The three pillars of zero-emissions buildings, according to the U.S. Department of Energy

The U.S. Department of Energy has introduced a standardised, verifiable basis for defining a zero-emissions building. The first part of this definition, focusing on Operating Emissions, outlines three fundamental criteria that are crucial for a building to be considered a zero-emissions building:

1. Highly energy efficient: the building must be designed and operated to maximise energy efficiency, reducing energy demand and consumption.

2. Free of on-site emissions: the building must be free of any direct emissions from the on-site energy, ensuring a truly emissions-free operation.

3. Powered solely by clean energy: the building must be powered entirely by renewable or clean energy sources, eliminating the need for fossil fuels.

The three pillars of zero-emissions buildings

The takeaway here is that reaching the organisation's net-zero targets is driven by high energy efficiency. This means minimising energy waste, optimising the performance of existing systems, ensuring renewable energy sources are delivering as expected, and making sure any improvements or upgrades live up to the manufacturer's claims.

Monitoring your buildings and facilities allows you to take action where needed. The more action items you can cross off the list, the closer you get to reaching your targets.

The power of truly actionable insights

You don’t need digital twins or high-tech AI solutions to reach your targets. You need the right information, analysed in a way that makes sense—insightful, clear, transparent, and actionable. Whether it’s achieving financial gain, improving office space comfort, or reaching net-zero targets, the right information will help you see what steps must be taken to stay on track. 


With the right information, you can make easier, faster and more effective decisions about energy use. With as little as your utility bills and some basic building information, we can give you a first insight into your building performance, where you benchmark, and what you might want to aim for.

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What does comfort and air quality actually cost you?

Things as simple as simultaneously heating and cooling adjacent spaces leads to waste - and reduced comfort. Only one in five buildings has a control system regulating heating, cooling, ventilation and hot water generation. And still most of these buildings operate at a Class C energy efficiency level. The ones without control systems are worse again, operating at efficiency grades of E, F or G.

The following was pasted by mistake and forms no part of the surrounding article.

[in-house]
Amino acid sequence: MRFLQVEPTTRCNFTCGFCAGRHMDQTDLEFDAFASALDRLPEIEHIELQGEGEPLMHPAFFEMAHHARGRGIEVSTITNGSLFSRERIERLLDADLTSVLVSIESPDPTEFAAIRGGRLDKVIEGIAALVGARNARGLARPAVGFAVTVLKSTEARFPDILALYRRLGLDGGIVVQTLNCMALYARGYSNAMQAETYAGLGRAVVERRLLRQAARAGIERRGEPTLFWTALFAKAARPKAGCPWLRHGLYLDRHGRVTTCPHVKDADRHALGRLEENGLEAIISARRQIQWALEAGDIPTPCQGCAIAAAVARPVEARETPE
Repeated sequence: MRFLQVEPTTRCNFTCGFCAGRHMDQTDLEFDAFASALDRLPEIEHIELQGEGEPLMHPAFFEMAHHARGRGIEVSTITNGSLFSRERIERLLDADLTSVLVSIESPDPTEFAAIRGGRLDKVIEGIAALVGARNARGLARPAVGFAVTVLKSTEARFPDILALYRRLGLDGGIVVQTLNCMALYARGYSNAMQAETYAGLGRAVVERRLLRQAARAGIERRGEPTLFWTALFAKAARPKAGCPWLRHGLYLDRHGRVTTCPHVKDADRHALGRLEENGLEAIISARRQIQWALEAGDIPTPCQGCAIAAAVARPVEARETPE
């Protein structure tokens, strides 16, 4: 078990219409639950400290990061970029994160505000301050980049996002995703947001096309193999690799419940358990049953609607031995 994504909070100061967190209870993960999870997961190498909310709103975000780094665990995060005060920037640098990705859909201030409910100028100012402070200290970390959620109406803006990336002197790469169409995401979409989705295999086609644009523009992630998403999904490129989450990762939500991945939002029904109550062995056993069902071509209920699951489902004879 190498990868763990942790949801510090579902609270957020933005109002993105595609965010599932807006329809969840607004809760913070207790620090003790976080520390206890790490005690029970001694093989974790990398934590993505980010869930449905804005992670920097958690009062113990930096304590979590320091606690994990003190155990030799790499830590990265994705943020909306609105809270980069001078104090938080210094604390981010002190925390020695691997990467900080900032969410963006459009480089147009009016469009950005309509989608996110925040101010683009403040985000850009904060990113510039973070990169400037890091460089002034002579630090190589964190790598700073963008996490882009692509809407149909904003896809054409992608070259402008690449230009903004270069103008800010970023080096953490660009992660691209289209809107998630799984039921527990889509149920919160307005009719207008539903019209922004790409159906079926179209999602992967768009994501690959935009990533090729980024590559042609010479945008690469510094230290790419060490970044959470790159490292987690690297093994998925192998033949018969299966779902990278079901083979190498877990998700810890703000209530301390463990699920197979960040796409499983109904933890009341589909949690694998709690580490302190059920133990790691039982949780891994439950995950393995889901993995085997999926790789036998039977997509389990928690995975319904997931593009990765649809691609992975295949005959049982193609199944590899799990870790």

Balancing comfort with energy efficiency is quite a task. But it’s also the way to create healthy and comfortable work environments (and bring occupants back to our buildings). Understanding the energy burn needed to achieve the desired comfort levels is important. So, what does it really take—energy-wise—to maintain a comfortable and healthy space?

Understanding energy consumption for comfort

Comfort in an office space goes beyond setting a thermostat. It involves temperature, humidity, and even air distribution within a space. Achieving and maintaining these conditions comes at an energy cost—and the possibility of energy waste. 

The lion’s share of energy use in office buildings can be attributed to humidity control, ventilation- and HVAC systems. Especially during the colder and warmer months. Are you heating and cooling two adjacent spaces? Does the ventilation system need to work twice as hard after being turned off over the weekend? Then energy is being wasted. And wasted energy equals less comfort, higher cost and more effort to reach your net-zero targets.

The moral of the story? If we want to reach our sustainability, wellness and financial targets, all these systems need to be running like a well-oiled machine - with no room for error. This means not just having a good control system in place, but knowing where energy is being wasted and what action can be taken to make these systems more efficient.

Reducing the operational cost while maintaining high-end spaces

Energy demand is and will always be present. The challenge is not simply about supplying renewable energy, but making the best use of whatever energy is used and avoiding waste. Adjusting to occupancy, usage patterns and outdoor weather conditions is a precision job. It is this lack of insight and understanding that causes many buildings to operate on a Class C level and lower.

Knowing how our buildings and their systems function gives us the insight we need to prevent this wastage while maintaining high-end, comfortable, and healthy spaces. It allows our occupiers to return to comfortable spaces and provides sustainable and financial benefits for our buildings. Achieving net-zero carbon goals while maintaining high comfort and air quality standards is within reach—for those bold enough to take up the challenge.


Ready to get your first insights today? Calculate energy performance, compare to benchmarks and unlock potential savings.

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How sustainable practices pay off in more ways than one